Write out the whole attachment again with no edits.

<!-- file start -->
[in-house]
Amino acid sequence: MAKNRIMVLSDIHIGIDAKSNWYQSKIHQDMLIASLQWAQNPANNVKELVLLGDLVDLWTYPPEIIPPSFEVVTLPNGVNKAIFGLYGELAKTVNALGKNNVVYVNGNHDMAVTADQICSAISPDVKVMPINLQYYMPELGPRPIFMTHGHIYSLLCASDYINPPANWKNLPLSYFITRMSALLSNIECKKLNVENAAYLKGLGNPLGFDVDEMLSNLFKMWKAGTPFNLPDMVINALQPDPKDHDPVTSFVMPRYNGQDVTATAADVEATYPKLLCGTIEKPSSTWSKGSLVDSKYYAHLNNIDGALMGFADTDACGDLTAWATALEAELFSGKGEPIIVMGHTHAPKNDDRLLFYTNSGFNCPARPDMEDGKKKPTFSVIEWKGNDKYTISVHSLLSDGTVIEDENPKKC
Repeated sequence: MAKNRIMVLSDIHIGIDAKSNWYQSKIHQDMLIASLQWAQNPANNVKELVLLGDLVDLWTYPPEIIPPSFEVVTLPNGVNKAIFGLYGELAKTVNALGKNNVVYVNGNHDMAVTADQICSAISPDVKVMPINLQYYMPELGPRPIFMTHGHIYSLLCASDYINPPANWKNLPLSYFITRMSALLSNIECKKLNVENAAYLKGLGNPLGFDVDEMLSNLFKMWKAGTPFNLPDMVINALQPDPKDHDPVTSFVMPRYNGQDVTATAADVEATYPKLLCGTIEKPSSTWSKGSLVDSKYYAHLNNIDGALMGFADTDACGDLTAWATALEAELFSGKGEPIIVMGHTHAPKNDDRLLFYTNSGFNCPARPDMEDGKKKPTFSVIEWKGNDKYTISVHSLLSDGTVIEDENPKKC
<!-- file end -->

[in-house]
Amino acid sequence: MAKNRIMVLSDIHIGIDAKSNWYQSKIHQDMLIASLQWAQNPANNVKELVLLGDLVDLWTYPPEIIPPSFEVVTLPNGVNKAIFGLYGELAKTVNALGKNNVVYVNGNHDMAVTADQICSAISPDVKVMPINLQYYMPELGPRPIFMTHGHIYSLLCASDYINPPANWKNLPLSYFITRMSALLSNIECKKLNVENAAYLKGLGNPLGFDVDEMLSNLFKMWKAGTPFNLPDMVINALQPDPKDHDPVTSFVMPRYNGQDVTATAADVEATYPKLLCGTIEKPSSTWSKGSLVDSKYYAHLNNIDGALMGFADTDACGDLTAWATALEAELFSGKGEPIIVMGHTHAPKNDDRLLFYTNSGFNCPARPDMEDGKKKPTFSVIEWKGNDKYTISVHSLLSDGTVIEDENPKKC
Repeated sequence: MAKNRIMVLSDIHIGIDAKSNWYQSKIHQDMLIASLQWAQNPANNVKELVLLGDLVDLWTYPPEIIPPSFEVVTLPNGVNKAIFGLYGELAKTVNALGKNNVVYVNGNHDMAVTADQICSAISPDVKVMPINLQYYMPELGPRPIFMTHGHIYSLLCASDYINPPANWKNLPLSYFITRMSALLSNIECKKLNVENAAYLKGLGNPLGFDVDEMLSNLFKMWKAGTPFNLPDMVINALQPDPKDHDPVTSFVMPRYNGQDVTATAADVEATYPKLLCGTIEKPSSTWSKGSLVDSKYYAHLNNIDGALMGFADTDACGDLTAWATALEAELFSGKGEPIIVMGHTHAPKNDDRLLFYTNSGFNCPARPDMEDGKKKPTFSVIEWKGNDKYTISVHSLLSDGTVIEDENPKKC